There is a striking ghost sign painted on the east side of the building at 27 West Main Street (now Harmon Autoglass) that suggests the rough-and-tumble character of the neighborhood in the 1910s when it was painted. It is an advertisement for Henry George Cigars, featuring Henry George, famous populist economist and author of Progress and Poverty, who was immensely popular with a working class increasingly resentful over the growing economic inequality in the last couple of decades of the nineteenth century. At just $.05 each Henry George Cigars were, appropriately, among the cheapest available. Hemenway & Moser, the Spokane distributor, sold them twenty-to-a-box for a dollar, making them probably the most popular brand amongst hard-bitten working men who frequented the rail yard. This Henry George advertisement was the newer of two in Spokane, but the other has since been painted over.
It is this working-class context that best characterizes Spokane in the early 1900s. Although it is tempting to tell the story of Spokane through the lives of early magnates like James Glover or Amsa B. Campbell, the men who really shaped the city were wage-earning stiffs with diverse backgrounds. Indeed, while European immigrant families were still living in fetid slums in the big eastern cities at the beginning of the twentieth century, a Jewish family from Eastern Europe made their way to Spokane and set up a business at 27 W. Main that would prosper for half a century.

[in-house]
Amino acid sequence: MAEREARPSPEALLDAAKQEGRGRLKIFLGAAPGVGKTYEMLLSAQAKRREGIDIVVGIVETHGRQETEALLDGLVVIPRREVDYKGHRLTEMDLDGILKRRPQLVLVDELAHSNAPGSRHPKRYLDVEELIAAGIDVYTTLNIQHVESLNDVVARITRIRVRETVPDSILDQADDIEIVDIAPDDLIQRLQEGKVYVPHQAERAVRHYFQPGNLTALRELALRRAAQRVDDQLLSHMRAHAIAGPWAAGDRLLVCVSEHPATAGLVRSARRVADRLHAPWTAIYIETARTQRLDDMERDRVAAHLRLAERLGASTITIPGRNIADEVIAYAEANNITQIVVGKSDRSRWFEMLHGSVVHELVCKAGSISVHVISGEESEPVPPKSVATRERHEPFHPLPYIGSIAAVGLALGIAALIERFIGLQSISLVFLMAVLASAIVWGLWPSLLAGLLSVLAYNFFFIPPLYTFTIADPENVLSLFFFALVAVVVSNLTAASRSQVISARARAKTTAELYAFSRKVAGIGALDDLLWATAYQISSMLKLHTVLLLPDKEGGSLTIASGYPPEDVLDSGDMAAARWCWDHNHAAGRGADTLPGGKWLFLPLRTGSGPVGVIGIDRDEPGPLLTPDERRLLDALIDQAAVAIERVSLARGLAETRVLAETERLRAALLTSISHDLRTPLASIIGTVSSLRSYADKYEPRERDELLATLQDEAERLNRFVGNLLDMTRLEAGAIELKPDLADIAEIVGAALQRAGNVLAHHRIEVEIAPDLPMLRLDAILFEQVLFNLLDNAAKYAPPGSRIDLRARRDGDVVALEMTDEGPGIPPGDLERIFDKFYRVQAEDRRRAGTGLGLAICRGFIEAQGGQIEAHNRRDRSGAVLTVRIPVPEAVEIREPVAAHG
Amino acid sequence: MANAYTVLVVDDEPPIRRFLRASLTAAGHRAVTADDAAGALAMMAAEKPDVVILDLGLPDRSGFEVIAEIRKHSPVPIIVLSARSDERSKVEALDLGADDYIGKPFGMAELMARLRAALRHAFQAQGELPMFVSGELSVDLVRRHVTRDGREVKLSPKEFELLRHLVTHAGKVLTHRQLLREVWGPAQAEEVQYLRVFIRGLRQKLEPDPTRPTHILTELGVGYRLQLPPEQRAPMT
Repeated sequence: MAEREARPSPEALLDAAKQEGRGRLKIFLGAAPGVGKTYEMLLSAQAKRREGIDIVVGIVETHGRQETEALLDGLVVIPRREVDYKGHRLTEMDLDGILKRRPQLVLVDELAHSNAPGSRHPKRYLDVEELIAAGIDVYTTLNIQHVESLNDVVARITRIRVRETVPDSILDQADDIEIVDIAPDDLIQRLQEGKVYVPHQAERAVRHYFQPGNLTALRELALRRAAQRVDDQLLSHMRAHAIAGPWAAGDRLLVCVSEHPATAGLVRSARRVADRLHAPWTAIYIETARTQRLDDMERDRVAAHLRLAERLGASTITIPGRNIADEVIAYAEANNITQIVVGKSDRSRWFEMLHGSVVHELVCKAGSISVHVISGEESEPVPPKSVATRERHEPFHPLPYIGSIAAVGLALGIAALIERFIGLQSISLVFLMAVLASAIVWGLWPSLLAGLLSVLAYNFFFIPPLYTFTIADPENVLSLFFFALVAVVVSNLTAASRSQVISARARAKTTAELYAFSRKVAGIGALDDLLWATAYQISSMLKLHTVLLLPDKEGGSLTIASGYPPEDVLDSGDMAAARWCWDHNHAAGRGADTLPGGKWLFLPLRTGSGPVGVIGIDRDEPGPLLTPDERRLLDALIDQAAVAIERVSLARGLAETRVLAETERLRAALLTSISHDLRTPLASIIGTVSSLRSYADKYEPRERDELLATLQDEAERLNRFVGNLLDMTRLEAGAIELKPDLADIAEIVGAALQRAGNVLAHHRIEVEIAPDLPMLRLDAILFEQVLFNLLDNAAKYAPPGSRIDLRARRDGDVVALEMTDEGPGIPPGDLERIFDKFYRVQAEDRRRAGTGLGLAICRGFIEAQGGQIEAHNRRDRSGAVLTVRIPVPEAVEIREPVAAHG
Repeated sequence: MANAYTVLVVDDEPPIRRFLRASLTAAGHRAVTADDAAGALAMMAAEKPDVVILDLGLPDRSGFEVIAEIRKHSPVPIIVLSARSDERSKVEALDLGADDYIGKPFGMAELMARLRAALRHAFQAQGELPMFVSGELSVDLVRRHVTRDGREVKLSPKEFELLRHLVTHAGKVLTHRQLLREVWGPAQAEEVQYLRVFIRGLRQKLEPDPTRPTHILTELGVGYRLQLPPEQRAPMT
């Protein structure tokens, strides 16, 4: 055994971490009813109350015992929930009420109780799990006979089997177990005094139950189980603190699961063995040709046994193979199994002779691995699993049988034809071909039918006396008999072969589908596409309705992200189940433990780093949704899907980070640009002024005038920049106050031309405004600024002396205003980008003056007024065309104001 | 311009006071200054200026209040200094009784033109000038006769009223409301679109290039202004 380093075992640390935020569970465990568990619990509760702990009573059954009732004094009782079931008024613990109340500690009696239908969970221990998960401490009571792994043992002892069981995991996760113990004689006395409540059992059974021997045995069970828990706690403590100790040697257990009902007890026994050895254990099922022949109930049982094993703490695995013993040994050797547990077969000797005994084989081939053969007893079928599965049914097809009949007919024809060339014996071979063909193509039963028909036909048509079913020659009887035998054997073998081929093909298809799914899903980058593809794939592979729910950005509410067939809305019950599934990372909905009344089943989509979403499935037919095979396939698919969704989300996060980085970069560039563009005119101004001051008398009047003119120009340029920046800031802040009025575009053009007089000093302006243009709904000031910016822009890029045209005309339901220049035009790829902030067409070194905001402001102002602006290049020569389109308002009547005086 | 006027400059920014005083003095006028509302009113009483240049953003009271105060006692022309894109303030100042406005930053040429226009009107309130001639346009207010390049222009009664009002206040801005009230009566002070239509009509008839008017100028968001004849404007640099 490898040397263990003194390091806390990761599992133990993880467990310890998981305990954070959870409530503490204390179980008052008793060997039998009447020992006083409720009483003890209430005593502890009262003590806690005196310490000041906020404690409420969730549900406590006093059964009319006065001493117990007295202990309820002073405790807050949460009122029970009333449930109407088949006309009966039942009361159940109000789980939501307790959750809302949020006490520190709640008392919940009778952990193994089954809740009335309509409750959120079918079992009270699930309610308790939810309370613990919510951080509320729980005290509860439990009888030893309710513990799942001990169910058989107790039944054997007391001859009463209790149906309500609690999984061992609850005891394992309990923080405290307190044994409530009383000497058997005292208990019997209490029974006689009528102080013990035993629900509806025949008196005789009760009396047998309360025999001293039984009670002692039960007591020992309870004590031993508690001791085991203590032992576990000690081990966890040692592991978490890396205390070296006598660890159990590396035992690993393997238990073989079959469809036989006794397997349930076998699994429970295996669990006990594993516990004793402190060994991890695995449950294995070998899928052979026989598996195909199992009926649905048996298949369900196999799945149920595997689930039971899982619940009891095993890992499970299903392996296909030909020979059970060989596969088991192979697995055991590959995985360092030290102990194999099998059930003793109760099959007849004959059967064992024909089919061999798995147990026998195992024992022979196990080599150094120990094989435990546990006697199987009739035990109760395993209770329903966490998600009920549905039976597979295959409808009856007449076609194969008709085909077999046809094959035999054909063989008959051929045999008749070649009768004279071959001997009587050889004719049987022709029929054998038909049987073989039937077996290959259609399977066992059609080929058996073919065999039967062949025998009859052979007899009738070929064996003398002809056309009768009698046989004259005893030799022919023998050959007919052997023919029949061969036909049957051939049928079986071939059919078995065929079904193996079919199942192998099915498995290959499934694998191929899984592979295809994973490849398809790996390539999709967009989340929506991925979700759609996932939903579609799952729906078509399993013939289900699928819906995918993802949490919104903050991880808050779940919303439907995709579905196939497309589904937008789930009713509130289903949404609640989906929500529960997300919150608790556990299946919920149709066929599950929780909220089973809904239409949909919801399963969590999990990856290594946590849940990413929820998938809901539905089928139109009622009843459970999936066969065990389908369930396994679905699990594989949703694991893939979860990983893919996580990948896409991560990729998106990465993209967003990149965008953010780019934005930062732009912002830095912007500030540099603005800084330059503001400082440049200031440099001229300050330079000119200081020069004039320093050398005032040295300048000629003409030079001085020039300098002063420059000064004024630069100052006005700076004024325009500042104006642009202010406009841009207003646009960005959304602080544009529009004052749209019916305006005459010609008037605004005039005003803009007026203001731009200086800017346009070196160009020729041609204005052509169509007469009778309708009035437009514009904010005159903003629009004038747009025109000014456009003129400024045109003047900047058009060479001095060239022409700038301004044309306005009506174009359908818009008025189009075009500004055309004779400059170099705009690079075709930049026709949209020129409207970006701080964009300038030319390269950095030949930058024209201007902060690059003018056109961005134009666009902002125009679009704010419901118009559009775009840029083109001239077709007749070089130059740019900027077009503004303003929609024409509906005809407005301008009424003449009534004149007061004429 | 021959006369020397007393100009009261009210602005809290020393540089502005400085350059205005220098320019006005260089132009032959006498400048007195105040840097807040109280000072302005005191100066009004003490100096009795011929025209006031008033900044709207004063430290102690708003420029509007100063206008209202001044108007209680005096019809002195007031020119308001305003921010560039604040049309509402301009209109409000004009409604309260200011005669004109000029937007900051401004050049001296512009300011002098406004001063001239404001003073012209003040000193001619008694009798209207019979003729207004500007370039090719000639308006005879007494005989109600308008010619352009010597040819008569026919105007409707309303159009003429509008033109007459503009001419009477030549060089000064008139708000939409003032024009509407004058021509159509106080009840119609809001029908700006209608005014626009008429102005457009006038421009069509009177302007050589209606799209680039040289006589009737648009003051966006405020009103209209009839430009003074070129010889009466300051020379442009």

Bernard and Eva Endelman were German Jews from Russia who arrived in Spokane between 1911 (when he entered the United States) and 1917, when he enlisted in the U.S Army in Spokane County during WWI and shipped out to Europe. They joined a thriving Jewish community that had begun to grow in the 1880s and although this later generation was less well-off than their merchant predecessors, they still found opportunities not afforded their east-coast counterparts. Bernard, for example, opened Spokane Junk Metals just a block away from the primary rail yard and warehouse district at the east end of Main Street. The Endelmans made a decent living over the years, enabling them to move from a boarding house in 1920 to their own home in 1940 where they lived with their three daughters and a maid. In fact, Spokane Junk Metals did so well that Bernard was able to employ his younger cousin Benjamin, who was the "proprietor" by the late 1930s and remained so until his retirement in the 1960s. Bernard, Eva, their children, and extended family lived in Spokane all their lives. Bernard died in 1954, and Benjamin died in 1971; both are buried with their wives at Mount Nebo, one of Spokane's three Jewish cemeteries.